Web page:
While apathy can be as crude as serving soup in a rusted container to a cancer patient, it can also be as mind-numbing as handing over ‘dead’ babies in a bag even when one was alive! But a landmark judgement by Delhi consumer court restores our faith in the judiciary. It’s a classic case of a common man fighting against a mighty and powerful hospital and bringing it down to its knees.
In a recent judgement, Delhi State Consumer Redressal Commission has told Batra Hospital to pay ₹10 lakh as compensation to a patient for doing an operation without taking consent.
The case dates back to 2002, when the patient Mr. Dilip Kumar Goswami from Assam visited Batra Hospital & Medical Research Centre, Delhi to undergo a regular checkup because he was suspected as suffering from Wolff–Parkinson–White (WPW) syndrome.
The attending cardiologist Dr. Upendra Kaul asked him to undergo Electro Physiology Study (EPS) for detection of WPW syndrome.
Dr. Kaul also told the patient that in case EPS study suggested that Radio Frequency Ablation (RFA: is one of the numerous treatments for WPW syndrome) is fit for the patient, it will be resorted to. He was also told that in case the EPS suggest that the case doesn’t require RFA or the physical condition did not permit RFA, alternative treatment would be advised.
The patient, Mr. Goswami went to the operation theatre knowing that only EPS will be done, as discussed. But to his horror, Dr. Kaul and his team at the Batra Hospital not only did EPS, but also went ahead with RFA without discussing or taking consent from the conscious patient.
To make matters worse, the patient was told that during RFA (for which permission/consent wasn’t taken) there was a heart blockage and to save his life a temporary pacemaker has been installed.
The patient was taken aback at this disclosure. But wait, there’s more. He was asked to deposit ₹1.7 lakh immediately to implant a permanent pacemaker, else he’d simply die. In the state of shock and fear of death, the patient complied & called his wife to travel from Assam to Delhi the next day due to this grave negligence and emergency.
Mrs. Goswami, while speaking to the media said,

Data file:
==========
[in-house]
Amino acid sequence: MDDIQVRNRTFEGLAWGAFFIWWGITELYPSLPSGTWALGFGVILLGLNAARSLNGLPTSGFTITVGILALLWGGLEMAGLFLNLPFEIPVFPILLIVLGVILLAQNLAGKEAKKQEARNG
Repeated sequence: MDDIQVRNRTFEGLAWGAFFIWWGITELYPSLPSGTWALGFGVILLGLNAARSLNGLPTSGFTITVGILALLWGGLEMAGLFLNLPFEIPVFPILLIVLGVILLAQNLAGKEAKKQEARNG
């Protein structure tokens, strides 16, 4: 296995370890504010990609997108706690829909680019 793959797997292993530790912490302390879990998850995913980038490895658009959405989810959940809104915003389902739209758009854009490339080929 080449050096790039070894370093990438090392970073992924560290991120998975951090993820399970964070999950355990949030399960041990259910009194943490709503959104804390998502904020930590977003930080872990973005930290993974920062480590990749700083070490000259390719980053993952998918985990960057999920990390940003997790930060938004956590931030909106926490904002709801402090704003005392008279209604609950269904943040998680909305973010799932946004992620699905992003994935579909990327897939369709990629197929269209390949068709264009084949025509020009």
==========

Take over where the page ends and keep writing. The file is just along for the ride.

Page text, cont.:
“He went to Delhi for a regular checkup. He went all alone. And suddenly, I received a call from the hospital that my husband is fighting for his life and we need to pay 1.7 lakh immediately to put a pacemaker else he’ll die. My family was petrified. It was like putting a gun to my head.”
Upon realizing their goof-up, the hospital implanted the pacemaker even before his wife could reach the hospital the next day.
But the horror doesn’t end here. While implanting the pacemaker, one of its lead had pierced the heart and made a hole in it. The patient was discharged; doctors ignorant of this piercing. Only after the patient’s chest area had swollen, he travelled to Delhi alarmed. He was advised an immediate open heart surgery or else at any moment there might intense bleeding leading to death.
Moreover, Batra Hospital refused to submit ECG traces report to the court when asked. It made the court suspicious of malicious intent. In its judgement, Judge N P Kaushik remarked,
Batra hospital used only one consent form for EPS and kept the patient and his family in the dark about the different kinds of risks involved. Hence, taking into consideration so many breaches the bench concluded that the hospital was clearly ‘deficient in service‘ and stated,
It should be noted that Batra Hospital has a list of medical negligence cases against them.
In 2017, it was ordered to pay ₹8 lakhs as compensation after a woman lost her life 10 minutes after ill-conducting a CT Scan Contrast Media Test. In 2018, the hospital was fined ₹5 lakhs for keeping a brain-dead boy alive without taking proper consent. In 2012, the doctor Upendra Kaul, in this case, was ordered to pay ₹2 lakh as compensation to the family of Asha Mathur, who had died immediately after an angioplasty procedure in March, 1994 due to his grave negligence.
It’s disheartening to know that the patient had already passed away in 2015 without getting justice in his lifetime, in spite of fighting for over a decade. But this judgement is a testimony to two truths; first, we should keep fighting for what’s right even if it stretches for 14 years and second, hospitals shouldn’t take patients for granted unless they want to awaken the wrath of the simple common man.